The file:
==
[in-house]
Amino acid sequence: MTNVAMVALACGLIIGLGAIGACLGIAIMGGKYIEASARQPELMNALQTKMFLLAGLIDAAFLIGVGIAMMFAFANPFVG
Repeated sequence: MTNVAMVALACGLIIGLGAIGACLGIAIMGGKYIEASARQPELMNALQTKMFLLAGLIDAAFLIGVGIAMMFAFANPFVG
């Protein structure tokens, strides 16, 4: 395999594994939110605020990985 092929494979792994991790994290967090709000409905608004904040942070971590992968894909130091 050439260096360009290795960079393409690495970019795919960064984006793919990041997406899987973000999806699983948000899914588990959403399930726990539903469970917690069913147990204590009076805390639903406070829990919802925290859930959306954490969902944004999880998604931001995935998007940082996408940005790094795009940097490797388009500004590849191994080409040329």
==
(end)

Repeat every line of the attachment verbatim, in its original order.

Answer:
[in-house]
Amino acid sequence: MTNVAMVALACGLIIGLGAIGACLGIAIMGGKYIEASARQPELMNALQTKMFLLAGLIDAAFLIGVGIAMMFAFANPFVG
Repeated sequence: MTNVAMVALACGLIIGLGAIGACLGIAIMGGKYIEASARQPELMNALQTKMFLLAGLIDAAFLIGVGIAMMFAFANPFVG
């Protein structure tokens, strides 16, 4: 395999594994939110605020990985 092929494979792994991790994290967090709000409905608004904040942070971590992968894909130091 050439260096360009290795960079393409690495970019795919960064984006793919990041997406899987973000999806699983948000899914588990959403399930726990539903469970917690069913147990204590009076805390639903406070829990919802925290859930959306954490969902944004999880998604931001995935998007940082996408940005790094795009940097490797388009500004590849191994080409040329």